His poster, “Rapid detection and quantification of bacteria in ground chicken using an optical imaging approach,” describes work he did with his advisor, analytical chemist and associate professor of food science Lili He, using a new approach for testing food samples for bacterial contamination.
The standard method for culturing bacteria from food samples, known as an aerobic plate count (APC), takes two days. Some others are faster but not as sensitive or reliable, because ingredients in the food can interfere with them. By contrast, her lab’s method is both sensitive and reliable, and it can provide results in less than two hours.
Salhaney says, “My experience at IFT18 was incredible. I was able to network with some amazing people within the food science industry and I am very excited to have come in first place in the competition.”
For this work, Salhaney and He used a sensitive and reliable bacteria-detecting chip developed in He’s lab that can test the bacterial load in a food sample. The chip, used with a light microscope for optical detection, relies on what He calls a “capture molecule,” 3-mercaptophenylboronic acid (3-MBPA) that attracts and binds to any bacteria.
Over the past academic year, they adapted this optical detection method for possible home use with a smart phone microscope adapter that is widely available online for about $30. This work was supported by the U.S. Department of Agriculture’s National Institute for Food and Agriculture.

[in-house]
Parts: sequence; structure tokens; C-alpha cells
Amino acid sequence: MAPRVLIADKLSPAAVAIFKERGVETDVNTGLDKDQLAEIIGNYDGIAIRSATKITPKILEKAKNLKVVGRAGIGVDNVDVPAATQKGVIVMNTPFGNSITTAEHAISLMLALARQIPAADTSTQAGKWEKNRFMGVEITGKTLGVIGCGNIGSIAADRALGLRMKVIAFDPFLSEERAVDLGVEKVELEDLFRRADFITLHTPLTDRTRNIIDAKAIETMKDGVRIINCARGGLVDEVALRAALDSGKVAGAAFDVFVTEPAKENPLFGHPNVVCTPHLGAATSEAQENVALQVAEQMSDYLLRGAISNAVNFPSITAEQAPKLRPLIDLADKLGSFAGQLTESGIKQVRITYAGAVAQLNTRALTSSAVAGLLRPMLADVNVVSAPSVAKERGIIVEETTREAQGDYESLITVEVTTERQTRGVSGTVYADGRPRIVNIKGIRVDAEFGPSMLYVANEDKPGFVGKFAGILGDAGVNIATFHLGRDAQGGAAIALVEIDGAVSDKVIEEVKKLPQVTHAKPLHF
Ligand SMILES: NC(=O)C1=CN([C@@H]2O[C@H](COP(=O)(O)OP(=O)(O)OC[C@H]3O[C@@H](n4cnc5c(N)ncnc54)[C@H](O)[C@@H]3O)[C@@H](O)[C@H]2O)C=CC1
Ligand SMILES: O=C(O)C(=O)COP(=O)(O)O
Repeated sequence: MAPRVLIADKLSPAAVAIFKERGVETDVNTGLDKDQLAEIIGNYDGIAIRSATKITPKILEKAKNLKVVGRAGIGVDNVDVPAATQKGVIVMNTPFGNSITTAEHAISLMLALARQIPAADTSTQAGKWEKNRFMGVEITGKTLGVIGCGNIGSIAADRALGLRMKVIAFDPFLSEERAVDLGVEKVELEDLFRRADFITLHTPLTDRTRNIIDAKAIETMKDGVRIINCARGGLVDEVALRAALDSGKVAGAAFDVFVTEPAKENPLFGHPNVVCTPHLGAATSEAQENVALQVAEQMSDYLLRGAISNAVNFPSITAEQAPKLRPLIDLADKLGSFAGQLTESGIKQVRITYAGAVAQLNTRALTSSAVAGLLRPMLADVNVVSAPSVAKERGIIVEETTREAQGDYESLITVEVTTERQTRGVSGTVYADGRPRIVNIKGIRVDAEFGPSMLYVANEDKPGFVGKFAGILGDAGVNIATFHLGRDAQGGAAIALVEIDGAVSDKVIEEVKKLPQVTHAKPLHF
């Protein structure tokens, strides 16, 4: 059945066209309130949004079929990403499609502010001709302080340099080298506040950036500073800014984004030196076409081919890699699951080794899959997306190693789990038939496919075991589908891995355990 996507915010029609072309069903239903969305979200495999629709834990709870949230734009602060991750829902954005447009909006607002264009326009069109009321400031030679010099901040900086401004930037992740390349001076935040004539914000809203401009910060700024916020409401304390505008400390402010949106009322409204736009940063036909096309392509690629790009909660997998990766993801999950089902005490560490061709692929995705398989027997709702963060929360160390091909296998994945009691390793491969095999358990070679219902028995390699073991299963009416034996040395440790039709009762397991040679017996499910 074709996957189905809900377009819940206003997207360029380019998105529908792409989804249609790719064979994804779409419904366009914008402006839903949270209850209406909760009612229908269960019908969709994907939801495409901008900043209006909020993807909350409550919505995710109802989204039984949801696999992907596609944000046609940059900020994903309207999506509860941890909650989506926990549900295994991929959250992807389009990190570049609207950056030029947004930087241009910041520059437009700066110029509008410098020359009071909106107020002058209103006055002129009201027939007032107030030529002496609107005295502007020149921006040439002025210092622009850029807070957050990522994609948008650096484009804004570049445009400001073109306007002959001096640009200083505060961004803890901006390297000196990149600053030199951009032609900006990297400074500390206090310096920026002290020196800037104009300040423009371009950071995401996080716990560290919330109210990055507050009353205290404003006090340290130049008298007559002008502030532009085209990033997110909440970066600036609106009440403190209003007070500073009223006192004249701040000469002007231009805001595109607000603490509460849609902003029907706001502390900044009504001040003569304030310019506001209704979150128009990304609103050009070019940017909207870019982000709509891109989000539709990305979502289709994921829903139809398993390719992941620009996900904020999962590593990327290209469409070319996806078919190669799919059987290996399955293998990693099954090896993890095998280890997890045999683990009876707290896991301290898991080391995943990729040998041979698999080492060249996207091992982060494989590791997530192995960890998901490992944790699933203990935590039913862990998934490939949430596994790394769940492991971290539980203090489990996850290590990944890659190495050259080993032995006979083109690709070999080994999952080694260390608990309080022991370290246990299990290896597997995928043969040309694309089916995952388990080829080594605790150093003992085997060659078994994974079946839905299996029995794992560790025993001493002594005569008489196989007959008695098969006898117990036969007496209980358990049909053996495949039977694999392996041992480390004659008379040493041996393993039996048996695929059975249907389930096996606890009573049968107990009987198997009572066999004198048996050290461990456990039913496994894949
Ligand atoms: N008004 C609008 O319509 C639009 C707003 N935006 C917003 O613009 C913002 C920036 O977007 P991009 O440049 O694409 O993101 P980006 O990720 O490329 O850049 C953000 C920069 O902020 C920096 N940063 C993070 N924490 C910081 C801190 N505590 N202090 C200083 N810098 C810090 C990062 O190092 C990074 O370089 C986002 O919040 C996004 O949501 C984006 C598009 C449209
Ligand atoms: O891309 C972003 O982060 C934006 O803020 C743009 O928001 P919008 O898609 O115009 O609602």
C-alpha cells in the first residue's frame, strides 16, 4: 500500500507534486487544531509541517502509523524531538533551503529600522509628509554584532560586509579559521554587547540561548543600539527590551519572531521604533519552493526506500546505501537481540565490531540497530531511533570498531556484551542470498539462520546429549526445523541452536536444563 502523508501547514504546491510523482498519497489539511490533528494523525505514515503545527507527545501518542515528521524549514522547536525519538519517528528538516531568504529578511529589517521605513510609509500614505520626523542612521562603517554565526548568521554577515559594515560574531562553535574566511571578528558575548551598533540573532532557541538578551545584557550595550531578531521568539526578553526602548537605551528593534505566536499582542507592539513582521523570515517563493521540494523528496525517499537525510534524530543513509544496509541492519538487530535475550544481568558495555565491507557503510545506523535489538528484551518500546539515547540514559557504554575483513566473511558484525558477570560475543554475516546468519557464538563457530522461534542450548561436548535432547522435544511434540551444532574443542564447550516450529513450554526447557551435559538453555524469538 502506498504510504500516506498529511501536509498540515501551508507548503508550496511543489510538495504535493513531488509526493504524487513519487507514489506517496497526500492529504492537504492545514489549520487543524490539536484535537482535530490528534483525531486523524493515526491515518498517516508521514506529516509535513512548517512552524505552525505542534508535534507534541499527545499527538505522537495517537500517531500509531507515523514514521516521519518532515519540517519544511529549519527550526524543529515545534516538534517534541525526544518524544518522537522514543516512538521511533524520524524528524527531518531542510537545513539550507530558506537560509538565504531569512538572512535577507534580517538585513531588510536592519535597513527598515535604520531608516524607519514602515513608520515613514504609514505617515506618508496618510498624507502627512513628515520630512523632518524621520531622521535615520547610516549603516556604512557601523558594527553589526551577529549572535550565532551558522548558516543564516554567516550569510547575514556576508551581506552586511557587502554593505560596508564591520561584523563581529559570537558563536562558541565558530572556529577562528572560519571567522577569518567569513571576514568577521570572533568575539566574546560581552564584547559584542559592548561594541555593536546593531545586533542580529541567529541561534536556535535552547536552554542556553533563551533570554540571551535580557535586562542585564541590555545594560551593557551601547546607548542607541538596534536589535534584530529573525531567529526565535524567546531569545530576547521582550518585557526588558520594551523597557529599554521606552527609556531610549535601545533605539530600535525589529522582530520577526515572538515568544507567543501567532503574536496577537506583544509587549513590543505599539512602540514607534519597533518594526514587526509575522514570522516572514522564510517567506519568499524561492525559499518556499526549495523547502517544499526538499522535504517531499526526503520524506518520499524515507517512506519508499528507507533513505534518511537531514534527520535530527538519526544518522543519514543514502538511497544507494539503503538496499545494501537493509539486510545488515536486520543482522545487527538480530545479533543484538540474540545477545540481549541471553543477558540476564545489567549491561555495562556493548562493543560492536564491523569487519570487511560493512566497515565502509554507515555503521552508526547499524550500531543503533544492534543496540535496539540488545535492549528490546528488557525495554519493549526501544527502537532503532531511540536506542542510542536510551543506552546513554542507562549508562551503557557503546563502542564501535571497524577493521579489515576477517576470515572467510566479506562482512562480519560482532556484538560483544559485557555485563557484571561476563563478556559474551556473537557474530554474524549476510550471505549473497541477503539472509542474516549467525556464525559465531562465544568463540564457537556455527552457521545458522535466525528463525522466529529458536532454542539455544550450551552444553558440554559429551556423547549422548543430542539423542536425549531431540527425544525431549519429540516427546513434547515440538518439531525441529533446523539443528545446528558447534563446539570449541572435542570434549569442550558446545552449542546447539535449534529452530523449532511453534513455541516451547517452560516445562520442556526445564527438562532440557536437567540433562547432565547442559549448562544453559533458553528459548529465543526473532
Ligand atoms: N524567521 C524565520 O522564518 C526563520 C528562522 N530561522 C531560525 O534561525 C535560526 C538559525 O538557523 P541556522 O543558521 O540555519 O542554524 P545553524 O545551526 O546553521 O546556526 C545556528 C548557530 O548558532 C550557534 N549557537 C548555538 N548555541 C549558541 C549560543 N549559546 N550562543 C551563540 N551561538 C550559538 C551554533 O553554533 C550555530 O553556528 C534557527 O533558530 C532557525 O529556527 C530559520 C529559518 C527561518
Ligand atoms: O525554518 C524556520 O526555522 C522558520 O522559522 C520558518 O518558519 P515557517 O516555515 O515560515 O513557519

The CAFE Summer Scholars Program offers paid summer internships for undergraduates who have an opportunity to make significant contributions that advanced the design, implementation and goals of an existing research or extension project. Projects reflect the broad portfolio of programs supported by CAFE, and students spend their summer in faculty research laboratories, offices and field stations, or communities where extension professionals are working with citizens. It is supported by the campus, USDA National Institute for Food and Agriculture and private funds.
Food science doctoral students Amadeus Driando Ahnan and Mitchell Culler won first place in the USDA Smart Snacks for Kids Product Development Competition. Their product, called Tempgrams, are tangram-shaped tempeh, apple & honey wafers. The snacks are a good source of fiber and protein, low in fat and sodium, vegetarian and gluten free.
2018 IFTSA student competition winners